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C++FILT(1)		     GNU Development Tools		    C++FILT(1)

NAME
       c++filt - Demangle C++ and Java symbols.

SYNOPSIS
       c++filt [-_|--strip-underscores]
	       [-j|--java]
	       [-n|--no-strip-underscores]
	       [-p|--no-params]
	       [-s format|--format=format]
	       [--help]	 [--version]  [symbol...]

DESCRIPTION
       The  C++	 and Java languages provides function overloading, which means
       that you	can write many functions with the same	name  (providing  each
       takes  parameters of different types).  All C++ and Java	function names
       are encoded into	a low-level assembly label (this process is  known  as
       mangling). The c++filt [1] program does the inverse mapping: it decodes
       (demangles) low-level names into	user-level names so  that  the	linker
       can keep	these overloaded functions from	clashing.

       Every  alphanumeric  word  (consisting of letters, digits, underscores,
       dollars,	or periods) seen in the	input is a potential  label.   If  the
       label decodes into a C++	name, the C++ name replaces the	low-level name
       in the output.

       You can use c++filt to decipher individual symbols:

	       c++filt <symbol>

       If no symbol arguments are given, c++filt reads symbol names  from  the
       standard	 input	and writes the demangled names to the standard output.
       All results are printed on the standard output.

OPTIONS
       -_
       --strip-underscores
	   On some systems, both the C and C++ compilers put an	underscore  in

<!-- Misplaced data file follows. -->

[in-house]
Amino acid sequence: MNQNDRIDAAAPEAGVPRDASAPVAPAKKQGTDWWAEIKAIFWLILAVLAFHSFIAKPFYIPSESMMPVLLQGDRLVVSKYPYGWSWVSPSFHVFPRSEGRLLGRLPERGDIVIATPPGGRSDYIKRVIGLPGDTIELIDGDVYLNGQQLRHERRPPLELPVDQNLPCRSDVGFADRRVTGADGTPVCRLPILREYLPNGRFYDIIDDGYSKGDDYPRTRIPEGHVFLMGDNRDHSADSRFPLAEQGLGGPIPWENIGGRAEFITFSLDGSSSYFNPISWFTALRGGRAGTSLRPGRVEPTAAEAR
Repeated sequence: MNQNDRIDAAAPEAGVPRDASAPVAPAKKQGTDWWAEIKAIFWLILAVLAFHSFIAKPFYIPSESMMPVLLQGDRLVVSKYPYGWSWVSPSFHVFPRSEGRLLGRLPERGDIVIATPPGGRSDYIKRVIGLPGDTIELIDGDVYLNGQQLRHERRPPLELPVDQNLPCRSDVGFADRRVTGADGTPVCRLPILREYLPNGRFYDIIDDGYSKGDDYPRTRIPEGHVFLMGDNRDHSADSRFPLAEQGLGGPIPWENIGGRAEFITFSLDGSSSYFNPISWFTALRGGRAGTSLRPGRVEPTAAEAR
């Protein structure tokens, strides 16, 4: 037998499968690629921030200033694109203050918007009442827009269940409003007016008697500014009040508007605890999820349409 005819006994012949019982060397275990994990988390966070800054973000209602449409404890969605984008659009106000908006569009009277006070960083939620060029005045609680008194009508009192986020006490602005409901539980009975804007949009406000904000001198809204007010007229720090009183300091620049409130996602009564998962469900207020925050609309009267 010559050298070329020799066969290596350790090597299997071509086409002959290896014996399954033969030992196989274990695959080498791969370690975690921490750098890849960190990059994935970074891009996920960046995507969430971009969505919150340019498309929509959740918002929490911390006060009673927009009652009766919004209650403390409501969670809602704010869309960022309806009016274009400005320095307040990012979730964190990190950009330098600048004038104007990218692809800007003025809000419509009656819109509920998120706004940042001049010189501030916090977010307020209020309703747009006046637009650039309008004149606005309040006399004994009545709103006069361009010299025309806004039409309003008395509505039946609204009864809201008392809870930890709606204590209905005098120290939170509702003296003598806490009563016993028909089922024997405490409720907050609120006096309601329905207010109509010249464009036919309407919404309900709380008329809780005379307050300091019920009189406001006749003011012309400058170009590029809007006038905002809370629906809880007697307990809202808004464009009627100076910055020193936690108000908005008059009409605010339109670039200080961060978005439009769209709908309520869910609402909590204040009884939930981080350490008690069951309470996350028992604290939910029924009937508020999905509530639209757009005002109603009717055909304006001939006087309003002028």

front  of  every name.  For example,	the C name "foo" gets the low-
	   level name "_foo".  This option  removes  the  initial  underscore.
	   Whether  c++filt removes the	underscore by default is target	depen-
	   dent.

       -j
       --java
	   Prints demangled names using	Java syntax.  The default  is  to  use
	   C++ syntax.

       -n
       --no-strip-underscores
	   Do not remove the initial underscore.

       -p
       --no-params
	   When	demangling the name of a function, do not display the types of
	   the function's parameters.

       -s format
       --format=format
	   c++filt can decode various methods of mangling, used	 by  different
	   compilers.	The  argument  to  this	option selects which method it
	   uses:

	   "auto"
	       Automatic selection based on executable (the default method)

	   "gnu"
	       the one used by the GNU C++ compiler (g++)

	   "lucid"
	       the one used by the Lucid compiler (lcc)

	   "arm"
	       the one specified by the	C++ Annotated Reference	Manual

	   "hp"
	       the one used by the HP compiler (aCC)

	   "edg"
	       the one used by the EDG compiler

	   "gnu-v3"
	       the one used by the GNU C++ compiler (g++) with the V3 ABI.

	   "java"
	       the one used by the GNU Java compiler (gcj)

	   "gnat"
	       the one used by the GNU Ada compiler (GNAT).

       --help
	   Print a summary of the options to c++filt and exit.

       --version
	   Print the version number of c++filt and exit.

FOOTNOTES
       1.  MS-DOS does not allow "+" characters	in file	names,	so  on	MS-DOS
	   this	program	is named c++filt.

SEE ALSO
       the Info	entries	for binutils.

COPYRIGHT
       Copyright  (c)  1991, 92, 93, 94, 95, 96, 97, 98, 99, 2000, 2001, 2002,
       2003 Free Software Foundation, Inc.

       Permission is granted to	copy, distribute and/or	modify	this  document
       under  the  terms of the	GNU Free Documentation License,	Version	1.1 or
       any later version published by the Free Software	 Foundation;  with  no
       Invariant  Sections,  with no Front-Cover Texts,	and with no Back-Cover
       Texts.  A copy of the license is	included in the	section	entitled ``GNU
       Free Documentation License''.

binutils-2.14.91		  2004-04-09			    C++FILT(1)

NAME | SYNOPSIS | DESCRIPTION | OPTIONS | FOOTNOTES | SEE ALSO | COPYRIGHT

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